“More sick days to allow for the mandatory isolation after being swabbed. My sick days have been taken up due to pending results.” (P-146)
      Whether flexible working practices were in place or not, participants portrayed managing family life and other commitments alongside their work during COVID-19 to be stressful both for them and their children. Participants spoke of the difficult decision of whether or not to send their children to school and feeling that they had little choice, as they were unable to work from home or take any time off:
      “Being worried about my kids being left at home. I know that school was available for frontline workers but at the start of the pandemic before there was any research or information, I felt that my kids should also be isolating … This was the most upsetting thing for me, feeling like I had no other option.” (P-519)
      “My children at school were ridiculed for their parents being 'nurses' and that they could have COVID-19. This mentality was also present with the teacher cohort asking what we are doing to ensure the kids safety, eluding [sic] to the fact we should isolate from our children.” (P-440)

      5.5 New ways of working

      Despite the stresses associated with living and working throughout the pandemic, participants identified real and tangible benefits provided by their COVID-19 experiences. These benefits are discussed under the final theme ‘new ways of working’.
      Participants provided a number of examples demonstrating how the COVID-19 situation had provided opportunities to look at previous ways of working, make changes and introduce new models of care.
      We have utilised new delivery methods, to minimise families having to access the hospital unnecessarily. The organisation has been proactive in looking at new/alternate ways of working.” (P-539).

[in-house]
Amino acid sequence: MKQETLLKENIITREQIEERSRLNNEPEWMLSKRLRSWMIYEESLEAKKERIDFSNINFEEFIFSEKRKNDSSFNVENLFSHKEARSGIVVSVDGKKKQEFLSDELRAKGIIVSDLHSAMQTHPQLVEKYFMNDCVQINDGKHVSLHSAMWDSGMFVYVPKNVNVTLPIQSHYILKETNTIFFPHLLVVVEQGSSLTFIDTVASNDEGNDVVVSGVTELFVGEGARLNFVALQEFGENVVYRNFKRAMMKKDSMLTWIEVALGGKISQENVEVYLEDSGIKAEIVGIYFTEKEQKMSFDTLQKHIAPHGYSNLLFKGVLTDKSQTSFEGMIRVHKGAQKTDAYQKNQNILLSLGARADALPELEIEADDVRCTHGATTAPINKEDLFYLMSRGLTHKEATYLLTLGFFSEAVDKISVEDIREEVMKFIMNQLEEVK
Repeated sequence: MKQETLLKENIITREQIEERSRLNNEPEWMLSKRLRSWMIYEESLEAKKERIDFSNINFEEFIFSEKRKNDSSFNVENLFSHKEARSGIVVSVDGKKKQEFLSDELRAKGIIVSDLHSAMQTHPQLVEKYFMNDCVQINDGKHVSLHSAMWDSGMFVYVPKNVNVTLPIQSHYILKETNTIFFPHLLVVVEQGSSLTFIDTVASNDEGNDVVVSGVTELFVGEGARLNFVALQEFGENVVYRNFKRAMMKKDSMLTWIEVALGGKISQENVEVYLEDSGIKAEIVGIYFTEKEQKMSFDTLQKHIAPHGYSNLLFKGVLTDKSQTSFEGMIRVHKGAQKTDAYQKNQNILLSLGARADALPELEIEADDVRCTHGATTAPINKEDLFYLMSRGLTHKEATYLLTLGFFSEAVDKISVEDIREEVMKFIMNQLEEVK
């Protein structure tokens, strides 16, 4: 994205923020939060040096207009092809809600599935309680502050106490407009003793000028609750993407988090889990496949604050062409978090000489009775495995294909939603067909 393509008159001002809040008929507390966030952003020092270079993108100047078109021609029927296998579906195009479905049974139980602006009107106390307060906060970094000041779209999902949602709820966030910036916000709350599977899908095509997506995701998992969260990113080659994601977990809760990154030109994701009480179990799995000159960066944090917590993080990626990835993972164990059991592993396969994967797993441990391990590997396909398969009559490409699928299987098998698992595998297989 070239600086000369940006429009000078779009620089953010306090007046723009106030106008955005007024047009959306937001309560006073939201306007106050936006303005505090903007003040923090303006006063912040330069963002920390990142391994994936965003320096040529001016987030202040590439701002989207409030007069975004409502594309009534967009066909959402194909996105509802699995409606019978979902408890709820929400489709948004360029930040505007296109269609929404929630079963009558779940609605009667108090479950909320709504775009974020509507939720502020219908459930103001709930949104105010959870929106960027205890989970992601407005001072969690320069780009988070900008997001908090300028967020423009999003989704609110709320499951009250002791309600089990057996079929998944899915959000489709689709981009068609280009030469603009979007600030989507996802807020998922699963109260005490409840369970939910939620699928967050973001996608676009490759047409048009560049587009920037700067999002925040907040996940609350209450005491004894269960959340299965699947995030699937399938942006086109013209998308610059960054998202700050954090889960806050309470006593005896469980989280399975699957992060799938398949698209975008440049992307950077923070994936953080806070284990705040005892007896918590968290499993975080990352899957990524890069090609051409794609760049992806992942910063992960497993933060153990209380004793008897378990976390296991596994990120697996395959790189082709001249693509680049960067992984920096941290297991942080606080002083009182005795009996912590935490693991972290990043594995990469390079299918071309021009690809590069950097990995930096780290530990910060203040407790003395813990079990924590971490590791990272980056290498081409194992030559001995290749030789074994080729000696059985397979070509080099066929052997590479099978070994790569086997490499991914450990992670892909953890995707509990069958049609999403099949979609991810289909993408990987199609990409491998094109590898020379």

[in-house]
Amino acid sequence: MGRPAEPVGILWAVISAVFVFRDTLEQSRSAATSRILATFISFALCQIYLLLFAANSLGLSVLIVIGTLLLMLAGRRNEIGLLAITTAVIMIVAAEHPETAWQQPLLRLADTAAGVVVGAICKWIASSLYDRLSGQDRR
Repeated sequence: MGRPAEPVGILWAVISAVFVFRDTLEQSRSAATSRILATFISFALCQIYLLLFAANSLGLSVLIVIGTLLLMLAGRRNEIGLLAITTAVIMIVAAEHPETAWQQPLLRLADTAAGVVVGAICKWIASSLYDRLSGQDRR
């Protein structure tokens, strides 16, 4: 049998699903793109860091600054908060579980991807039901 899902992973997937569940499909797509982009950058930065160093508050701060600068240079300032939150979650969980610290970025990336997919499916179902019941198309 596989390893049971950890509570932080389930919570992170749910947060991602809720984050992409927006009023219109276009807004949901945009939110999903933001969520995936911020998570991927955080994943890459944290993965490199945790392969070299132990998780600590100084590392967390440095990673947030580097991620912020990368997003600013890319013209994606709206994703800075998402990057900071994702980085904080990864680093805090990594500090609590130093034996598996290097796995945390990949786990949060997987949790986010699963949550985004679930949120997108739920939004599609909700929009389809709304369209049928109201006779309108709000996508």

“We have changed the way we distribute ICU patients throughout the unit (from all together to more spread out) and have found that this has benefited the unit by redistributing our senior staff and allowing them to be more supportive of the junior staff.” (P-319)
      In response to questions regarding COVID-19 positive outcomes, participants reported the positive impact that restricted visiting had on their role in delivering care.
      A key area in which restricted visiting was seen to be positive was in maternity services. The restricted visitor numbers, while not always appreciated by the mothers themselves, were seen by maternity staff as allowing more time to support and educate new mothers, particularly with breastfeeding. Participants appeared to perceive that quieter environments enabled mothers time to rest and bond with newborns.
      “The change to visiting for maternity patients has allowed the ward area to become calmer and has benefited both staff and patients. Mothers now can concentrate on their babies and not the visitors … better learning opportunities.” (P-195)
      “Women are tending to go home earlier. They are having better rest while an inpatient as visitor numbers are reduced - this is improving the breast-feeding successes.” (P-619)